Ed Cronyn '90 — The Tortoise and the Scientist
Alumnus has spent more than a decade ensuring the Florida wetlands remain pristine during major development
By Donna Parker
As the program manager for the West Florida Sciences Group of Atkins in Tampa, Florida, Ed Cronyn says he is involved in the "science side of things." Ed represents public sector clients building roads, pipelines, and public works projects in south Florida, but some of his "side" clients are just trying to make a home for themselves and their offspring.
"In many projects, we deal with protecting the animals who live in the area. For example, recently we had to move several tortoises out of the way of upcoming construction. Gopher turtles are endangered, so we went out with shovels and excavating equipment and pulled them out to a safe location before the project got underway," he says. Open sunshine rules in the Sunshine State are necessary to protect the wetlands while balancing the economic benefits of progress.
Ed says his Bachelor of Arts in Economics from Trinity helped ready him for this particular career in environmental science and policy. "I work with colleagues in other disciplines like engineering and hydrology," Ed says. "Developing ecological mitigation and restoration plans offers a good mix of outdoor fieldwork and in-office analysis that also encourages out-of-the-box thinking."
"Critical analysis and writing skills are extremely important in this field and my professors at Trinity excelled in nurturing these skills in their students. Drs. Richard Butler and John Huston provided much-needed direction, as well as my first exposure to an environmental policy course, which led to my current career," says Ed.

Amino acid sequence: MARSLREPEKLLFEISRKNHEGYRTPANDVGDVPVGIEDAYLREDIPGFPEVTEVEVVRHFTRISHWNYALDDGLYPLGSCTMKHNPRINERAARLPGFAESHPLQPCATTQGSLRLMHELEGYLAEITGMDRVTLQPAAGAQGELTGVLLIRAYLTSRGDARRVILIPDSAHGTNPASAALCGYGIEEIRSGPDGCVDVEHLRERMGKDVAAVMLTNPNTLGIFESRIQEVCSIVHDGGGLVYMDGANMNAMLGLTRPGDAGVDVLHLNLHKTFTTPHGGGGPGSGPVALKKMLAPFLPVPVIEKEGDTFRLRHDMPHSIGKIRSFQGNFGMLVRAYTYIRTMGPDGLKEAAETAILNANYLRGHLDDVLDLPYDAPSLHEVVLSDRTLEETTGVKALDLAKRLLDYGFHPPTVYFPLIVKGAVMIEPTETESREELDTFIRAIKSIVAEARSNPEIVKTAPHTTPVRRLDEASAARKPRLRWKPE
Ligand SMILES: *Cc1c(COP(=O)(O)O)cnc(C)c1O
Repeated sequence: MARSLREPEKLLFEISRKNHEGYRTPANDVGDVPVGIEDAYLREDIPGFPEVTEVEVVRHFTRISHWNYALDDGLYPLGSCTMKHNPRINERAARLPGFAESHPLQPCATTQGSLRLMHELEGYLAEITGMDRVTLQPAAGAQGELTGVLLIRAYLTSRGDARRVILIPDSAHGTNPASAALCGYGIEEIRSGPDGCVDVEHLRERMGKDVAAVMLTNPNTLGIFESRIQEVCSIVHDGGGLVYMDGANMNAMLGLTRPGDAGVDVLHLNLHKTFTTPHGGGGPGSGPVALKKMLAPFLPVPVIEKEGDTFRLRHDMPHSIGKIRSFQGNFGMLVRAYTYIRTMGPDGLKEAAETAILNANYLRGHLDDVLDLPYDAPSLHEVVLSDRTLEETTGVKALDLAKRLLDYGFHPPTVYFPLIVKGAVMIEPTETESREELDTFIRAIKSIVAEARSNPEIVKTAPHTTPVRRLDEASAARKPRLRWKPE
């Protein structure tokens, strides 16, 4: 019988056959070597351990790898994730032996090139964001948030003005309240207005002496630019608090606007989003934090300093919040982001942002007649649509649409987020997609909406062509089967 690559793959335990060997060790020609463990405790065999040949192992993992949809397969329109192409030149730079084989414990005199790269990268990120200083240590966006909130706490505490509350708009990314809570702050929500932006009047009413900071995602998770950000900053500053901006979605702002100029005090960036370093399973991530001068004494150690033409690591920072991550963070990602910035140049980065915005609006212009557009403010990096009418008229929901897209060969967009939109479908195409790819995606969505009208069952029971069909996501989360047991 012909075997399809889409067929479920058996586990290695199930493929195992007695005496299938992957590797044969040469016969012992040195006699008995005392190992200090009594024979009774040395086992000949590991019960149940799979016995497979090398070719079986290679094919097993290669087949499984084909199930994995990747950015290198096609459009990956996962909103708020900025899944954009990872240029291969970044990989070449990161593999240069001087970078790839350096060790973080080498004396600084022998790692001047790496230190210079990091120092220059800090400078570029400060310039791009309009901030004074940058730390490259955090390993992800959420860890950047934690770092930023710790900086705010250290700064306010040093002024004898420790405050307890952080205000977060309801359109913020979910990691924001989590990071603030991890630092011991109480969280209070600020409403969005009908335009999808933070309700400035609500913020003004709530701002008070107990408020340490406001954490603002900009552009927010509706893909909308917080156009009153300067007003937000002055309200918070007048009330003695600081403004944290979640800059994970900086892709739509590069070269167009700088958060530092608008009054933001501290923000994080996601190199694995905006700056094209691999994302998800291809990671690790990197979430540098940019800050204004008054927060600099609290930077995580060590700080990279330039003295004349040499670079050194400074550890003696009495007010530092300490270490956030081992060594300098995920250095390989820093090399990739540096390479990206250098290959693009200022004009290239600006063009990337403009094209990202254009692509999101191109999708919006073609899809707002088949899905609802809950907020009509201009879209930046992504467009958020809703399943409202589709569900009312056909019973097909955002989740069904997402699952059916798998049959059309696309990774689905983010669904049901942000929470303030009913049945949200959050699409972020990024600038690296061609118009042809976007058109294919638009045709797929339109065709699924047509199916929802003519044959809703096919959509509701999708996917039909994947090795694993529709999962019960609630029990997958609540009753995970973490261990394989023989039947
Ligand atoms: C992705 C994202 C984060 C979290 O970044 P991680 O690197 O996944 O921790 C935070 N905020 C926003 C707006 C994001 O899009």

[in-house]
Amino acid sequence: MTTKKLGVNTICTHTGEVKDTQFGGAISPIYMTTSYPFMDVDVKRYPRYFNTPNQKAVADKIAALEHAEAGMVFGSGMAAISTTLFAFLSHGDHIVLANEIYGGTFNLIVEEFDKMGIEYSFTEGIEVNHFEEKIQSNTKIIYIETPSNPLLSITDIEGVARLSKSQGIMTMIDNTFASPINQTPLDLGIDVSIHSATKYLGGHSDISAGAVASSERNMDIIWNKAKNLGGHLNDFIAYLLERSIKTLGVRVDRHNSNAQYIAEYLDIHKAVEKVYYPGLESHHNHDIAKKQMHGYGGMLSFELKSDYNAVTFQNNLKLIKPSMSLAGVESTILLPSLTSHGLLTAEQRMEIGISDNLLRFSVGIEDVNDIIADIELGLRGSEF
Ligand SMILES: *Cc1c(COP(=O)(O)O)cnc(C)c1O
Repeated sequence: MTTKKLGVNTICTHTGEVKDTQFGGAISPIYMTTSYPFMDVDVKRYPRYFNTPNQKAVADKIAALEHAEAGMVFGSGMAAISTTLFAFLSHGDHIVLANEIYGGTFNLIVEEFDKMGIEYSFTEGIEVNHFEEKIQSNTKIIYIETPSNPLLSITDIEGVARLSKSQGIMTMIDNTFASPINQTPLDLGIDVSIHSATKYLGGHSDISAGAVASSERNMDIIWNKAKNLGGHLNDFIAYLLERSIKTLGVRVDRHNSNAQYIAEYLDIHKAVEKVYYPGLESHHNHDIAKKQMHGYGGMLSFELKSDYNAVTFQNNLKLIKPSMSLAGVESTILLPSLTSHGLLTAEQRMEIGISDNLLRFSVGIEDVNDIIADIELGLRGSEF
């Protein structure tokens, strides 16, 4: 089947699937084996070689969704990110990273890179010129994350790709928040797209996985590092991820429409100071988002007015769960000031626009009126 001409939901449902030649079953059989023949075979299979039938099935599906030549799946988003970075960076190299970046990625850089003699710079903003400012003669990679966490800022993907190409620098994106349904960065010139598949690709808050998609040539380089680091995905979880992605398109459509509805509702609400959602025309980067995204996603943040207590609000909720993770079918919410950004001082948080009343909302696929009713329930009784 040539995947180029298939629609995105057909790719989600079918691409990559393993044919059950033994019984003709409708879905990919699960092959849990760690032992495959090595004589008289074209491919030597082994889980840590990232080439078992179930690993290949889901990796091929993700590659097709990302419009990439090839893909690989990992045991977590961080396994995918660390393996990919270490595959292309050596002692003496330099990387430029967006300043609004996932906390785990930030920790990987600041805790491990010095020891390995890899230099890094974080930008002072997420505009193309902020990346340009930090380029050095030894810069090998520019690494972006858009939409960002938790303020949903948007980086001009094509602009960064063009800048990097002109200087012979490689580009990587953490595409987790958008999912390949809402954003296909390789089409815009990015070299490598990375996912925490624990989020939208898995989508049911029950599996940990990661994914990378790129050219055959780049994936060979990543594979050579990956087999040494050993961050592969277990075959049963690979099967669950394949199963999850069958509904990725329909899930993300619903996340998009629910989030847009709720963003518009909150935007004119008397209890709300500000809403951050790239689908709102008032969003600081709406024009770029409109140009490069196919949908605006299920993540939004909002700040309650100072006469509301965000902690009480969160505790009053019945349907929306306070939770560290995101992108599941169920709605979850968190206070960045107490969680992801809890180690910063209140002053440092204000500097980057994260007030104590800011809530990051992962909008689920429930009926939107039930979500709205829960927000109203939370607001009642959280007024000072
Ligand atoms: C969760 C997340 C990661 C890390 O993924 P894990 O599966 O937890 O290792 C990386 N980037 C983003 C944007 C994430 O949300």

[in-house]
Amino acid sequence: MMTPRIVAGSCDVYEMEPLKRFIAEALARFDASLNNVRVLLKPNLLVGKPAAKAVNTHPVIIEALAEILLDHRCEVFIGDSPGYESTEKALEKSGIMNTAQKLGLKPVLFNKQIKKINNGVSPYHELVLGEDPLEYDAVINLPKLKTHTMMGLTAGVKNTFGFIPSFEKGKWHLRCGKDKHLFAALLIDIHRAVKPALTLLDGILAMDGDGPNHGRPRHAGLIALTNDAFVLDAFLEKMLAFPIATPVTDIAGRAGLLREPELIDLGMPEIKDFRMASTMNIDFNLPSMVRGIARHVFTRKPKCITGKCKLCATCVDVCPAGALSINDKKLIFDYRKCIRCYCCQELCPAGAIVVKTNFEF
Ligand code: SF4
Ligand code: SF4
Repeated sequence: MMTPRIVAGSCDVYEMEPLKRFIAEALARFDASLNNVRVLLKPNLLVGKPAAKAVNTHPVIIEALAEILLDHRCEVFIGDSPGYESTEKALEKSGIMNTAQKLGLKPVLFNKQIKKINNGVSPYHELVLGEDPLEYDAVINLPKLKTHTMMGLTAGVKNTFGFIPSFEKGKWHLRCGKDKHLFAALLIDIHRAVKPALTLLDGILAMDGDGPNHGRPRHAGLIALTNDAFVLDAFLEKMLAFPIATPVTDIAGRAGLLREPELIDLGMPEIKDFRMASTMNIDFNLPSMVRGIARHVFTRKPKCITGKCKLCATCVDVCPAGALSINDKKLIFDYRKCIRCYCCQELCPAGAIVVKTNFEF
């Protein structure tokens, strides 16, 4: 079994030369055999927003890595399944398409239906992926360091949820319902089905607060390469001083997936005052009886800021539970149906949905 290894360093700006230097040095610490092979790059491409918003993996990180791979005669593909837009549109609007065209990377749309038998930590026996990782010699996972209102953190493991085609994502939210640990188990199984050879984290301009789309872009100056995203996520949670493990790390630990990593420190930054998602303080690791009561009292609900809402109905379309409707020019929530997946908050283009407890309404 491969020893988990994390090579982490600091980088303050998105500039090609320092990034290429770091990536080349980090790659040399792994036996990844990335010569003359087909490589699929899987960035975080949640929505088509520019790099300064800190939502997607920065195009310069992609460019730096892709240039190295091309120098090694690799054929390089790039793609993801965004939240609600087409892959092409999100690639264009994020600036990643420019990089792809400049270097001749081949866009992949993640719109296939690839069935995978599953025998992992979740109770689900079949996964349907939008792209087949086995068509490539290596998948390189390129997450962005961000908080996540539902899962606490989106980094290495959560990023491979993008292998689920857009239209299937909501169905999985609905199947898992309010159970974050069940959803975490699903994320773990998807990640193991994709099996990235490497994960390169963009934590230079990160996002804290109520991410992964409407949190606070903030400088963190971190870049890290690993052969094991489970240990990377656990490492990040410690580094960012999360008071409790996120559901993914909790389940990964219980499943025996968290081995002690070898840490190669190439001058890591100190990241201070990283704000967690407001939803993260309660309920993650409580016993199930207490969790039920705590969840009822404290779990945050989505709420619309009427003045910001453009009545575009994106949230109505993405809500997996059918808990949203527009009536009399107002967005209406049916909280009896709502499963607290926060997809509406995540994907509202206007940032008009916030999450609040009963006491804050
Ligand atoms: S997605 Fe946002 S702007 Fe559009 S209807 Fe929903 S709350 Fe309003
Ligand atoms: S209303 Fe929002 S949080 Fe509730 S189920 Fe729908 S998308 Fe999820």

While on campus, Ed was active as a Young Democrat and enjoyed hallway debates with his counterpart, Scott Kubie, president of the College Republicans. "We had competing bumper stickers on our dorm-room doors," chuckles Ed, who says the two remain friends to this day.
Following graduation, Ed began a short foray into politics, working for Congressman Henry B. Gonzalez, whom he had met while a campaign volunteer for the Young Democrats. Ed lived in Washington, D.C., for three years before earning his Master of Public Affairs/Master of Science in Environmental Sciences, which focuses on water resource analysis and policy. After meeting his wife, Anne, the couple moved to Florida, her home state. They are parents to Suzanna, 13 and Julia, 11.
Ed enjoys parenthood very much, although he admits to some trepidation as the girls enter their teenage years. The family is dedicated to volunteerism, which Ed says also was fostered at Trinity, and they spend every Sunday morning serving breakfast to 200 homeless people.
"I like to think of myself as principled," says Ed. "I stay on top of things and have definitely found my niche doing what I love. Trinity definitely set me in the right direction."
You may email Ed at:
Story posted: July 2013